The supplier introduced its Enable brand of metallocene polyethylene (mPE) in 2008, and since then the material has met rapid success in the market, says David McConville, global PE market development manager. ExxonMobil also supplies Exceed-brand mPE and its Vistamaxx propylene-based elastomer. This last material is finding "a very nice fit" in the stretch hood market, he says, with it also seeing use in applications as varied as raffia, tape and surface protection films and even in cast polypropylene. "We're still finding new applications (for it) and so are our customers," he says.
Enable mPE was in the spotlight on some high-layer lines running at the recent K show in Düsseldorf, including on a 9-layer film running there which included EVOH in its core. McConville says processors are using the new mPE to replace or simplify the blends they use, downgauge, improve processability, and improve output—almost anything a films processor could want. "Using (Enable mPE) lets you run with less LDPE, or even not use it at all," he says.
Processors often add low-density polyethylene (LDPE) to their film recipes to increase a film's clarity and to improve processability. "But in the past year we've shown quite successfully that with the use of Enable mPE you can get rid of LDPE, run your line at the same speed and get much better tear resistance. It's one of the focuses of our marketing effort right now," he explains. "(With Enable mPE) there is a significant increase to mechanical performance, even a doubling of dart impact strength...Customers are latching onto this very quickly. Everyone is working to take cost out of film, and this has been a real winner." It's even helped his own company, which has switched to an Exceed mPE for the bags it uses to ship its resin to processors, without need for LDPE in those bags.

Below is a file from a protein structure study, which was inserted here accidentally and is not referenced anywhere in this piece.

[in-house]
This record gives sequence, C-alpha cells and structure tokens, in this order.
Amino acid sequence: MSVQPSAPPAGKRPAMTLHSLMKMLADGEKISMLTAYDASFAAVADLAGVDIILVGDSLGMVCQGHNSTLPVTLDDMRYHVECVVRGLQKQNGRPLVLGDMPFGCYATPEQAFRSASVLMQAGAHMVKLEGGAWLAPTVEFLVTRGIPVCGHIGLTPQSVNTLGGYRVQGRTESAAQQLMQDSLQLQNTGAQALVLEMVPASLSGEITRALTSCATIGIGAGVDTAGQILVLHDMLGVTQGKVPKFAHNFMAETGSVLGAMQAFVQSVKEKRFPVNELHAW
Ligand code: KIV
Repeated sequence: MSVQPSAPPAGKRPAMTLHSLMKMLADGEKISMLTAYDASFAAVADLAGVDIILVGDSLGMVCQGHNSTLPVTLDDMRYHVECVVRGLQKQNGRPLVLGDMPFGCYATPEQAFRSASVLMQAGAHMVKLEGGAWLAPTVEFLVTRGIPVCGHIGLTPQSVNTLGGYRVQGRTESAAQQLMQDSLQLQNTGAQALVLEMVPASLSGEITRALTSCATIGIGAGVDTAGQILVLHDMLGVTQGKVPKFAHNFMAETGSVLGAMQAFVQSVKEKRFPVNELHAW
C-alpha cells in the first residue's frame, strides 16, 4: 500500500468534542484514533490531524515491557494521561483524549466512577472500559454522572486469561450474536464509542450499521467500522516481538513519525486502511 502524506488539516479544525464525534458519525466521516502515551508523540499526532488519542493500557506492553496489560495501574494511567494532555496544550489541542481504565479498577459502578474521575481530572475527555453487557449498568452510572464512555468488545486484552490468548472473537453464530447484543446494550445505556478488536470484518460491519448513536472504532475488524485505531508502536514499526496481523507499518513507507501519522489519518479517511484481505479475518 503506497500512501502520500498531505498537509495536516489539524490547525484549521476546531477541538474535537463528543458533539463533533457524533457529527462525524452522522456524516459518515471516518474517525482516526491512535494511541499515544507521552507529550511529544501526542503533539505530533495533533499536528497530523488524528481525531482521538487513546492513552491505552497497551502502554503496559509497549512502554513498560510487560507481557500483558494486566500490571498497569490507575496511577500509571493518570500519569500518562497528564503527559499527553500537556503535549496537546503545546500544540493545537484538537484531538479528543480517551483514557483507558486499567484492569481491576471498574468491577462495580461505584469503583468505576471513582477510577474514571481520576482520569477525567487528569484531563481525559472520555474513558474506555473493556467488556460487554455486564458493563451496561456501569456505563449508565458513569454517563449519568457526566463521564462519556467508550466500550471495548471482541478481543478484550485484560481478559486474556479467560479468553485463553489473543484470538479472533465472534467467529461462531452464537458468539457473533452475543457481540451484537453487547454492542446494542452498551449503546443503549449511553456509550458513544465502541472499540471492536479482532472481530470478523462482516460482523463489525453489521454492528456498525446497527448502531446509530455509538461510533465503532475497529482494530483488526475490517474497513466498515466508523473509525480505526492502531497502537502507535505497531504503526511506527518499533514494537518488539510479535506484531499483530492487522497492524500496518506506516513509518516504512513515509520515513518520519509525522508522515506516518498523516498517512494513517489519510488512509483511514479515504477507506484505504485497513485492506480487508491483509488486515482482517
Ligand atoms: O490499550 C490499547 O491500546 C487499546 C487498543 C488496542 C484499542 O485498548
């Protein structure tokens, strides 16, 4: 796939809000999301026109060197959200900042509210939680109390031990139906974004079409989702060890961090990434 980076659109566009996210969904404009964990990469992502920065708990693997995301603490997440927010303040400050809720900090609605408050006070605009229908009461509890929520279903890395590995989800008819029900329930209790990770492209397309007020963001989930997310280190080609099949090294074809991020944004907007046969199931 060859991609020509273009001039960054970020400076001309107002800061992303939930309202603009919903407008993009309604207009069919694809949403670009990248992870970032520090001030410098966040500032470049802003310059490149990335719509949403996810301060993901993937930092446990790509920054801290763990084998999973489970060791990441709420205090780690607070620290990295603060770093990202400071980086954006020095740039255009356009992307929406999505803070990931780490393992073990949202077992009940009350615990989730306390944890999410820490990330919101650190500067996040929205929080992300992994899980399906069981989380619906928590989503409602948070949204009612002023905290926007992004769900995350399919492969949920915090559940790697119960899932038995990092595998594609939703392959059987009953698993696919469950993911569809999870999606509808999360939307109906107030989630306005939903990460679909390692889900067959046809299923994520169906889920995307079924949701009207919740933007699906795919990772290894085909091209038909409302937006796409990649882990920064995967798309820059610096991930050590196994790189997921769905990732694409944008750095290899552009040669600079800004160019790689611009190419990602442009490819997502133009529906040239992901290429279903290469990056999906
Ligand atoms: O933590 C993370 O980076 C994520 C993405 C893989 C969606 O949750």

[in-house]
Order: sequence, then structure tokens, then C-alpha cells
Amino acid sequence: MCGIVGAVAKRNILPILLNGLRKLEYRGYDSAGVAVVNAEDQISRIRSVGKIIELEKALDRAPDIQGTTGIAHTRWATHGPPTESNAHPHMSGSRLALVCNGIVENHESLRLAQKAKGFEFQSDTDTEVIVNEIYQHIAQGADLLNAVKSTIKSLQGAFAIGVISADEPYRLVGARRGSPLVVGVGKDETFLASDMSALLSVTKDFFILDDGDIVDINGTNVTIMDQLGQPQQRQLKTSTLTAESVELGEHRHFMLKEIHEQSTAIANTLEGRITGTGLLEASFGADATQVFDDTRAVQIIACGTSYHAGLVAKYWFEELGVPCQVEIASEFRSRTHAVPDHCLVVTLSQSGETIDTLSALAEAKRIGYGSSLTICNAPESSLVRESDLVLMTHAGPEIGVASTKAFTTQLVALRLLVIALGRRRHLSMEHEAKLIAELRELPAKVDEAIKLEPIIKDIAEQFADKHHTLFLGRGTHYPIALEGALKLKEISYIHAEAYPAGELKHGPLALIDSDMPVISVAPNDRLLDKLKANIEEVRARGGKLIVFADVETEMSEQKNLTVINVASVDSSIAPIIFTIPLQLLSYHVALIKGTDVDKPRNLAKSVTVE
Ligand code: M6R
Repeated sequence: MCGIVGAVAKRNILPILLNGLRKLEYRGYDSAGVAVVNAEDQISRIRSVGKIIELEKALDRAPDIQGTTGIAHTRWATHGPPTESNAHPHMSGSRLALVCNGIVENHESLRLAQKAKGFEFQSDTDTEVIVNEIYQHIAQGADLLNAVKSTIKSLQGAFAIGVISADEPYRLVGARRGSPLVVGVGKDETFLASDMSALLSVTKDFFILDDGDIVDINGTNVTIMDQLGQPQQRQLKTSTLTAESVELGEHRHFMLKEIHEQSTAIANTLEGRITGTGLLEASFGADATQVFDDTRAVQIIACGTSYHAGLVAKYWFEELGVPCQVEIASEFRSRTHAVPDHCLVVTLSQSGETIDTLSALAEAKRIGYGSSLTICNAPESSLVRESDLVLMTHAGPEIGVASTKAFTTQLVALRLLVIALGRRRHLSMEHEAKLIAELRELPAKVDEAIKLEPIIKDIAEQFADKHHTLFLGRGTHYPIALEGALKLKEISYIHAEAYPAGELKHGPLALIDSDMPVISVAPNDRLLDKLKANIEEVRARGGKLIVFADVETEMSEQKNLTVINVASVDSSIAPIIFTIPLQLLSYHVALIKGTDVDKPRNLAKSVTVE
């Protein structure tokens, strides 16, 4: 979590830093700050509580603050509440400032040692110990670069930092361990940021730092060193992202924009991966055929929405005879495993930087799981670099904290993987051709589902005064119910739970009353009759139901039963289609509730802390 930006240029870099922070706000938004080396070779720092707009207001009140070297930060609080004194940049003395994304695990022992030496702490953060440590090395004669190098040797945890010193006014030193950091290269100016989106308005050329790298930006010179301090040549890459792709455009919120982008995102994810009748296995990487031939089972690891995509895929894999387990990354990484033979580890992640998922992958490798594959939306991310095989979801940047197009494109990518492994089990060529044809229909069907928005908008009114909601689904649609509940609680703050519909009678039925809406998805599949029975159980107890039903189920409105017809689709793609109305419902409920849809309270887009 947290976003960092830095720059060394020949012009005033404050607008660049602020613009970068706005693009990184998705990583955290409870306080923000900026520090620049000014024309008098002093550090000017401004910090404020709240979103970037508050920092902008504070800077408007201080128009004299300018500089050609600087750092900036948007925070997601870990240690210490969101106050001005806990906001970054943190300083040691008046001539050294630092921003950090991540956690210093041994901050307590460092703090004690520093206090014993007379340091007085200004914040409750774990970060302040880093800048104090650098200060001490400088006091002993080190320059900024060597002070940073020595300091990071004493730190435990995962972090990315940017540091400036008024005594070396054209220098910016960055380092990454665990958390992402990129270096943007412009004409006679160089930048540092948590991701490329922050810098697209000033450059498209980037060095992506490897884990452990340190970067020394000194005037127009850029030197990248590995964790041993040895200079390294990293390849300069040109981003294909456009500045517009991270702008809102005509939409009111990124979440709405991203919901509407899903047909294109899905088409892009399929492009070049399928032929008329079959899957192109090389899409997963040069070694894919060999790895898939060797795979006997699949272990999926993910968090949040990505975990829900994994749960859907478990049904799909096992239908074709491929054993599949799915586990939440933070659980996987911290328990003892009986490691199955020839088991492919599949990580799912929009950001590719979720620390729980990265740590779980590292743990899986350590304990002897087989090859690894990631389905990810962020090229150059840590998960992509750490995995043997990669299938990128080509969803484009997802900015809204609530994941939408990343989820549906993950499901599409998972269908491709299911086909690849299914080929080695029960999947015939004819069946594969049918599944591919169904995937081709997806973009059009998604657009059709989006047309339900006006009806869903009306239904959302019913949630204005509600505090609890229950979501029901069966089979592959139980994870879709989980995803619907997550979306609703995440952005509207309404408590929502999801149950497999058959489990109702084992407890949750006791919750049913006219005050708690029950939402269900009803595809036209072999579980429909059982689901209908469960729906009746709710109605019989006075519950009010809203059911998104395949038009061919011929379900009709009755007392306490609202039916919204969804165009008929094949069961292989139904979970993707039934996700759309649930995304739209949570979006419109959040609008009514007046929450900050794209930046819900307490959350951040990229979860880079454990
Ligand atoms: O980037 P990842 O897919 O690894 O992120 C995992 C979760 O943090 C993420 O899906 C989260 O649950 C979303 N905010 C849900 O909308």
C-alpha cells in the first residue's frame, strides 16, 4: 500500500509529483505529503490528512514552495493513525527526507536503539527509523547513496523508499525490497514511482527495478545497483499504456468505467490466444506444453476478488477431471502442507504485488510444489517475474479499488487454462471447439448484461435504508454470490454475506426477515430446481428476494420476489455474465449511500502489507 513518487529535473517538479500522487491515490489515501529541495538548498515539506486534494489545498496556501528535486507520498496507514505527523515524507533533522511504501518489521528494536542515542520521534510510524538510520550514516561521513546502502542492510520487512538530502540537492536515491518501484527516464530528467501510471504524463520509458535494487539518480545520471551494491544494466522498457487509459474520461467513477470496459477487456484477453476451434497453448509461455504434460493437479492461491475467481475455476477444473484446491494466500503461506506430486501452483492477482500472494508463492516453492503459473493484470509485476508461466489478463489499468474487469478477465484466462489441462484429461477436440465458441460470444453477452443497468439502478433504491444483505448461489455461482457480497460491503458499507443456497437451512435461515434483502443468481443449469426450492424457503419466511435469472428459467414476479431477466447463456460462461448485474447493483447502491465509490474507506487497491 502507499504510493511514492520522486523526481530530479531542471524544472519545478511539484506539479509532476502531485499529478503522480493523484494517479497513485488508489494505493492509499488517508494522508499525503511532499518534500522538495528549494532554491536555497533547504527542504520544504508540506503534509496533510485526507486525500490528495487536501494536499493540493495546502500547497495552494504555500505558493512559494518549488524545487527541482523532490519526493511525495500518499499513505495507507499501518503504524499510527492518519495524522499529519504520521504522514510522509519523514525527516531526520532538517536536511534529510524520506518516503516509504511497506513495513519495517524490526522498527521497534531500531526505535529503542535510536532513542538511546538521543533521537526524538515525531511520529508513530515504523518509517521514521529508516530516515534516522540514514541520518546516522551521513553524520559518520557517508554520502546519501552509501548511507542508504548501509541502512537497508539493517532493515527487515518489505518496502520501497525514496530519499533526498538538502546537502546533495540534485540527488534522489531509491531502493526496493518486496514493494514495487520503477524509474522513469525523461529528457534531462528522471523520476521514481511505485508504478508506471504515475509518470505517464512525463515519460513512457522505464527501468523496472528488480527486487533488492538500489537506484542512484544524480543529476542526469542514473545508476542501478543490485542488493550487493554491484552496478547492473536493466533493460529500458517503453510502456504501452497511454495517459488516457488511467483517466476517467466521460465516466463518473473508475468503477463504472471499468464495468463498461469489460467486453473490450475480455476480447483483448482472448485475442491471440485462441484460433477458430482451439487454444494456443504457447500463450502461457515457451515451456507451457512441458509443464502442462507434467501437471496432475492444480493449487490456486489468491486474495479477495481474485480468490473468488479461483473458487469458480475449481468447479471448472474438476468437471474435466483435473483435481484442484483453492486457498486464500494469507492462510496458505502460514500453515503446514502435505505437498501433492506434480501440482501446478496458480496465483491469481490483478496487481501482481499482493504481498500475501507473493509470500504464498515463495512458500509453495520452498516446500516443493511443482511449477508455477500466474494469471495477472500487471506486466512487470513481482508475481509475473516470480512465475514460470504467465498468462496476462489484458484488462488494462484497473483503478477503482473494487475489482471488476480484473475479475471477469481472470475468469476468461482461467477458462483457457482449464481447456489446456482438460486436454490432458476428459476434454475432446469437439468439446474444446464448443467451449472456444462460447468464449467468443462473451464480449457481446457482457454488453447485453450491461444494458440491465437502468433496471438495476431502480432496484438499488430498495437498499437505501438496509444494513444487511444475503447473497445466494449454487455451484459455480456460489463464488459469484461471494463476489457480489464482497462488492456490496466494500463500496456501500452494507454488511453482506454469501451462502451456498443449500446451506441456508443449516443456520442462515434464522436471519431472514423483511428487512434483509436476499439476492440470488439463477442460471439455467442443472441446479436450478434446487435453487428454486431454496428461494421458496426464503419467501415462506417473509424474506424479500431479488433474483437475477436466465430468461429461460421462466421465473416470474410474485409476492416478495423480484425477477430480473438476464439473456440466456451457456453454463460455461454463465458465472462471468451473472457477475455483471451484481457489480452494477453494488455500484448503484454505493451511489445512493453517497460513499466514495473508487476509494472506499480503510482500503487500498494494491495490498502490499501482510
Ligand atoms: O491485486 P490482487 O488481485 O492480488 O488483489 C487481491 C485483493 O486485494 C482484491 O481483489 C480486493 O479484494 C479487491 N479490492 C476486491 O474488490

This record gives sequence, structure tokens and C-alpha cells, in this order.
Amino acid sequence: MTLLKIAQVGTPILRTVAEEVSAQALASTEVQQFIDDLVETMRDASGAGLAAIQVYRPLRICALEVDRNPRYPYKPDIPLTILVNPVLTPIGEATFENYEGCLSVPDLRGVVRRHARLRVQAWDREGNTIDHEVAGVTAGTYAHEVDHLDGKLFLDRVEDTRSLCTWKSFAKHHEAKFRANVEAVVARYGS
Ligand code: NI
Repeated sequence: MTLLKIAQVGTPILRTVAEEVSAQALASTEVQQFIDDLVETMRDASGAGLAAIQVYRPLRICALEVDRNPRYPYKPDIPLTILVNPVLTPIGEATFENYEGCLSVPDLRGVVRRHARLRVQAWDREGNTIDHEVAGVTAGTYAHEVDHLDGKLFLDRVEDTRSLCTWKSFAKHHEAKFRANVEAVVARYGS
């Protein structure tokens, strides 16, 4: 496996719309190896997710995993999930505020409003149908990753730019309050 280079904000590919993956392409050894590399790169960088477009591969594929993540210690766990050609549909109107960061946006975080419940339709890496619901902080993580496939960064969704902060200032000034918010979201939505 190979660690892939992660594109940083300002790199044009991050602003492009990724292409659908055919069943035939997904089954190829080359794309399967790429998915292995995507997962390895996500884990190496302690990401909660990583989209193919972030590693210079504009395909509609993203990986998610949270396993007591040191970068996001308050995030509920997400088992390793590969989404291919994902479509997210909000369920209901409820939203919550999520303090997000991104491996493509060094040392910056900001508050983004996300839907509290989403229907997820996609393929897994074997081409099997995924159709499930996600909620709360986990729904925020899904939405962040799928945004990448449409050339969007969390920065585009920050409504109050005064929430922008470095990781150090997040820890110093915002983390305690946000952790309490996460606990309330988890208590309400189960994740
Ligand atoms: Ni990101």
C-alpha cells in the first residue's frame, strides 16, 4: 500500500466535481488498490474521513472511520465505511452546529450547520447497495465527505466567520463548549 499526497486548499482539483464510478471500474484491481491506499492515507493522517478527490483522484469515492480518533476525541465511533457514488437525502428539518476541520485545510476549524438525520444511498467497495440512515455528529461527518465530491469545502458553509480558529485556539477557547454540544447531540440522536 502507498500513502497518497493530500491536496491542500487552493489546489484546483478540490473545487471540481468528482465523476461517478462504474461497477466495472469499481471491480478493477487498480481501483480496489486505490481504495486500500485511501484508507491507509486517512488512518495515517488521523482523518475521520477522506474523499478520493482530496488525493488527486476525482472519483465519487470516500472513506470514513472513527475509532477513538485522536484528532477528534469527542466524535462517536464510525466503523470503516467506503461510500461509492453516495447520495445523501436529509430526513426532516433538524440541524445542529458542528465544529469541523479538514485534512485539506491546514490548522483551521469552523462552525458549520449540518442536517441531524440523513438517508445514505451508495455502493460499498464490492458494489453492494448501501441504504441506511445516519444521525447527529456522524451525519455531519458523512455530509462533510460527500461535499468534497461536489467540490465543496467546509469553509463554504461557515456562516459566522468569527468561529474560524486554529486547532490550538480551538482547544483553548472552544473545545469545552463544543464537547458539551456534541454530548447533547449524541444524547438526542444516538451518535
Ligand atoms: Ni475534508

In addition to this mPE development, McConville says he and his colleagues also are excited about the growing trend among some processors to run dedicated 5-layer polyolefin film lines. With his company's materials running on such lines, "We're getting added performance even in the pure form. You get more stiffness, so you can downgauge...It's still early in the development phase [for these lines] but it's intriguing as you can really increase the mechanical properties. We believe these lines will be the next step-change in downgauging." Most 5-layer lines, he explains, are for barrier films and are not dedicated to extrusion of PE film. On one of these dedicated lines, instead of blending more high-density PE in the core, the HDPE would be added in the B layers in an A-B-A-B-A structure. Two such lines were in operation at the K show.
McConville, who works out of the company's Singapore offices, has global marketing responsibility. Despite globalization's strong influence on packaging, there still remain significant differences in polyolefin film design among different regions, he says. Most of the difference can be traced to the great variance in what defines "fitness for use" in the different markets. For example, pallet wrapping in Asia is almost all hand wrap whereas in Europe or North America, it typically is automated. Stand-up pouches have a strong market presence in Asia but have not been as popular in Europe or the Americas. Bucking the trend is heavy-duty bag design, he says, with its design similar all around the world.
McConville, his colleagues and the extruder manufacturing OEMs with which they closely partner see a bright future for the plastic films industry, he says. "Look at our portfolio of advanced mPE, and couple that with the advances in multilayer extrusion lines, and we and the OEMs are pretty excited."